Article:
Maintaining optimal health through exercise brings benefits both to physical and emotional health. It is essential to make time for it, especially when life is busy and stressful.
The Nutrition and Health Foundation’s interactive exercise pyramid along with their exercise diary is a helpful aid to incorporating an appropriate exercise level into the working week.
Work is generally good for us. According to this consensus statement by health professionals, work can promote good physical and mental health, help to prevent ill-health and play an active part in helping people recover from illness. But in order for this to be achieved, hazards in the work environment need to be appropriately controlled.
The main physical health problems encountered in work are musculoskeletal in nature (i.e. back pain and injury, neck pain etc). These are less common in doctors than in other health professionals (e.g. nurses) who are more engaged in patient-handling activities. You are encouraged to contact your GP or Occupational Health Department (OHD) for guidance in managing these problems if they arise. Frequently, work-based physiotherapy programmes, accessible through OHD, are provided by employers.
Frequent hand washing, which is necessary for safe patient care, can sometimes impact on skin health and occupational health staff can advise you on the prevention and management of occupational dermatitis.
Protection against potential occupational infections (e.g. hepatitis, influenza, TB) can be achieved by appropriate vaccinations which should be available on site through OHD. Advice is also available on management of potential exposures to infection e.g. needlestick injury. For more information, visit the HPSC website.
We strongly encourage all doctors to have their own general practitioner (GP) who they can go to for advice if they are unwell.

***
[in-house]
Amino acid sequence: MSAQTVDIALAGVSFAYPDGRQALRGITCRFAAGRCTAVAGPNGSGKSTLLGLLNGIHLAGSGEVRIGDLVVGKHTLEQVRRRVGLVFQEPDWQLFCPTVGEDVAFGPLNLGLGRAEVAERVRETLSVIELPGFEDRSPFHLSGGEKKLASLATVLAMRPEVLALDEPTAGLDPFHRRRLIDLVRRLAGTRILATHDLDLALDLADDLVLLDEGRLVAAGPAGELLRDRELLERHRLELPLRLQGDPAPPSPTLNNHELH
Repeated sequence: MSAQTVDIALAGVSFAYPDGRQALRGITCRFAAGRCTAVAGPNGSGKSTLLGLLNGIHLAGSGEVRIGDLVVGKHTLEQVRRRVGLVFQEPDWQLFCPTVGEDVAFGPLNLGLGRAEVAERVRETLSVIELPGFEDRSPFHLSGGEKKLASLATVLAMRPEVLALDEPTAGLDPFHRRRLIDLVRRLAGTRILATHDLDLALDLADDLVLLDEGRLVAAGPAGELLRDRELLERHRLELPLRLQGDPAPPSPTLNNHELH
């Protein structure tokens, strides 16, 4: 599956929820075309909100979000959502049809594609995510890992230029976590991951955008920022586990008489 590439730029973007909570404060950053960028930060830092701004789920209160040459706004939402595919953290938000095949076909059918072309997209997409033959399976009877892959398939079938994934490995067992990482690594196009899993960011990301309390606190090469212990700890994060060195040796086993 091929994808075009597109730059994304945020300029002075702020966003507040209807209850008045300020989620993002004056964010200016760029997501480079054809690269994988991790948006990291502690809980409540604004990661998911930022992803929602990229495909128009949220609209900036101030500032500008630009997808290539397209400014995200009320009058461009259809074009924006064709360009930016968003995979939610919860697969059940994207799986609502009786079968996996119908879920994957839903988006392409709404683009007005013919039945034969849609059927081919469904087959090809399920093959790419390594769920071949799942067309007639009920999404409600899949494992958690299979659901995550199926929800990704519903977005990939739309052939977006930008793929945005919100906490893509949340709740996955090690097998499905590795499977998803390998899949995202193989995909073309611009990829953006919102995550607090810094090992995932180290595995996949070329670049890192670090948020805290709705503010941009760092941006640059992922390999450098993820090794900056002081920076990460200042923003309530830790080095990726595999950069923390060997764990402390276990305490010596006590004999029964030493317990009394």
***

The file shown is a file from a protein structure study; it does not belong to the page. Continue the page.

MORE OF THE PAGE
The relationship with your GP should be primarily a doctor-patient relationship, rather than a friendship.
We recommend that professional boundaries are adhered to, including payment of fees for services rendered.
The discipline of ergonomics (derived from the Greek words for work and natural law) concerns itself with optimising the relationship between work and the worker, by adapting the workplace to the human rather than requiring the human to ‘fit the job’.
Poor ergonomics (often due to using equipment that is poorly designed, poorly positioned or inadequately maintained) contribute to the growing problem of workplace musculoskeletal disorders (MSDs). These are acknowledged to be multifactorial in origin but good ergonomics undoubtedly reduces the risks.
Any task that requires the adoption of a static posture (even if initially comfortable) for long periods will incur the risk of a MSD (e.g. back pain, neck pain). Frequent breaks from such postures (e.g. every 20-30 minutes) help to reduce risk. This can be particularly challenging for those working in prolonged tasks where high levels of concentration are required (e.g. long surgical or endoscopic procedures). One is unlikely to think of one’s own discomfort in such situations. Musculoskeletal symptoms associated with work should be reported to the Occupational Health Department (OHD) where prompt assessment can be arranged.
Those undertaking research or study outside of the workplace frequently do so at poorly designed workstations (e.g. at home). Following some basic guidance and taking the time to set your work station up properly can greatly improve comfort and reduce risk of problems in the longer term.
As part of our Physician Wellbeing programme, we offer a range of courses and workshops, specially tailored for doctors, to help you manage stress and workplace challenges.
Through our Physician Wellbeing programme we are providing support, training and information to doctors at all stages of their careers.